Monday, June 9, 2014

Quick thoughts on the Koch donation

Just like with the hospital donation a couple weeks ago, libertarians are twitterpated that the Kochs donated to the United Negro College Fund. But they're not just excited, they've (or at least half a dozen reasonably well known libertarians with an internet presence on my facebook feed) been making big pronouncements about leftist critics of the UNCF donation. I am still not sure exactly who these leftist critics are. In trolling through I can only find Dan Bier linking to "#Koch" on Twitter, and when I click on it (as I write this) I only see one person in the top results even mentioning the UNCF donation critically (and to be fair to that twitterer they're actually not criticizing the donation at all they're using the opportunity to criticize the Kochs). So none of this seems like the groundswell of opposition some libertarians are implying (which makes sense, because to be honest it seems a little stupid to expect a groundswell of criticism), but the fact is it is out there in today's news cycle at least.

I always find this strange. I don't personally mind the UNCF donation at all or the hospital donation. In fact I wish they gave all their donations to those sorts of things. The world would be a better place if they did. But even though I don't mind that, I can still have a sour view on the Kochs. I don't see why the sorts of libertarians that react to this have such a hard time grasping that what we don't like about the Kochs is not their good donations but their bad donations.

Second, whenever this comes up libertarians love to drone on about how the Kochs support gay marriage and oppose the drug war. I also find this reaction strange too. First nobody criticizes the Kochs for that presumably because that's not what they have a problem with. Second, do libertarians ever suddenly decide that leftists are a good influence on American society because they support the gay marriage and oppose the drug war? Of course not. So why would they expect liberals to suddenly warm up to the Kochs because they finally got something right on those issues?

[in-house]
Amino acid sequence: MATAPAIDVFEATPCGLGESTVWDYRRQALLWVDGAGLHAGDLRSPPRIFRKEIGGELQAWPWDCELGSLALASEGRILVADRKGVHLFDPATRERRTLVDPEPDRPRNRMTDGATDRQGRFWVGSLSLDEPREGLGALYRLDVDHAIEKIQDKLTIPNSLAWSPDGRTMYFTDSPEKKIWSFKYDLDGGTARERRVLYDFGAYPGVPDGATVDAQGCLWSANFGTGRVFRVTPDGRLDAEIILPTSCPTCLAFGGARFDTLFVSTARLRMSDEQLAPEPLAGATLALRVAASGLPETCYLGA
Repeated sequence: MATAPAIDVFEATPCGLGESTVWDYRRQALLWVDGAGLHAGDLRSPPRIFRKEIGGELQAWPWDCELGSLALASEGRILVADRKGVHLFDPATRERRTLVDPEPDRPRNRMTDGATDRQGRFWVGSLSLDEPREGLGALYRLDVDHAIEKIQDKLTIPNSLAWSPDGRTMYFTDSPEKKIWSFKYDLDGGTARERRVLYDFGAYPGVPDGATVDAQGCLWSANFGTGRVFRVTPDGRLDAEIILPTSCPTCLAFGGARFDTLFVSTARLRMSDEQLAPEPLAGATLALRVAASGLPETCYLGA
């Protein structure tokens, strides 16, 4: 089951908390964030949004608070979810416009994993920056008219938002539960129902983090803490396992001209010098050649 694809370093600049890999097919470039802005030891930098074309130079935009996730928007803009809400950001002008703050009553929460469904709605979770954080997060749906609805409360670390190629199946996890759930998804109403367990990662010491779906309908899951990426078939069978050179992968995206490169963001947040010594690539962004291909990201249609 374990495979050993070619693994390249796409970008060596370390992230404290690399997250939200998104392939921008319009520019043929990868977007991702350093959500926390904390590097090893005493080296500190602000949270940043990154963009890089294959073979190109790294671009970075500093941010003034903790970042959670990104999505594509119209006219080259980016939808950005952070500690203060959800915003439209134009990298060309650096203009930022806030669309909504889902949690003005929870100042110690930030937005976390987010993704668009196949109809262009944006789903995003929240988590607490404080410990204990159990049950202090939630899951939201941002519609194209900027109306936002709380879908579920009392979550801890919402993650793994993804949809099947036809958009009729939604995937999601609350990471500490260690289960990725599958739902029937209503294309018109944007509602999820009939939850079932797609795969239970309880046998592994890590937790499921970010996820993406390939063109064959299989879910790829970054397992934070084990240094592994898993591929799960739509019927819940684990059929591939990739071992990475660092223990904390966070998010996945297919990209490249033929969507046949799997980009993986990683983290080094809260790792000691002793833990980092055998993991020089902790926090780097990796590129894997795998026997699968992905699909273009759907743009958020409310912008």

Third, the only place I ever hear about the Kochs' support for gay marriage and the drug war is from libertarians. The really huge, well publicized stuff from the Kochs seems to be oppositions to progressive taxation, health reform, progress on climate change, and of course their support for libertarian leaning academic economics, political science, philosophy, etc. Maybe it's all selection effect (i.e. - the media only chooses to report on that stuff), but there are plenty of competing media outlets and the Kochs have the resources to push their own priorities. So chances are the Kochs care a lot more about those things that we hear about outside of libertarian defense pieces than they do about gay marriage or ending the drug war.


  1. Rather than measuring based on media coverage, wouldn't it make more sense to measure based on dollars?

    1. Maybe. Different production functions in different venues. Is a million dollars worth of hospital comparable to a million dollars worth of academic articles or campaign donations?

      Plus the publicity is often what you're buying in these things, particularly when you're comparing gay marriage and drug wars to progressive taxation and health reform.

      It would be interesting to see dollars (and I'm guessing the straight charitable donations dwarf everything else in that realm), but I think you'd need more of an argument than that to ultimately conclude something.

  2. A critique of unnamed libertarians complaining about unnamed leftists. Another quality post, Daniel.

    1. Well I named one libertarian, the one that has a public statement on the matter. I'm not going to repost facebook commentary unless I know the person's privacy setting and this really isn't worth checking everyone's privacy setting to furnish you with a list.

      But congrats on being one of the lowest value-added comments I've had in a while. Since my posting has slowed down the trolls have lost interest. Your comment brings me back to the good old days.

  3. There is a new book out about the four Koch brothers. It treats them as flesh and blood human beings.

    Anyway, surely it is the case that some libertarians wish to promote the Kochs in certain ways on significant part because some lefties wish to promote them as inhuman monsters (read Salon for that treatment). Some libertarians (like myself) find a lot of this rather bizarre but at the same time will defend the Kochs against some of the more unhinged commentary from the left.


  5. "I can still have a sour view on the Kochs. I don't see why the sorts of libertarians that react to this have such a hard time grasping that what we don't like about the Kochs is not their good donations but their bad donations."

    Would you care to explain what you consider "good" donations v. "bad" donations? And how (or if) that difference might play when you consider the donations of any other wealthy person? I.e., do you single out the Kochs or do you apply your standards for "good" v. "bad" to anyone's and everyone's contribution activities?

    I may have missed an explanation in an earlier post or comment; if so, apologies for asking you to repeat yourself.


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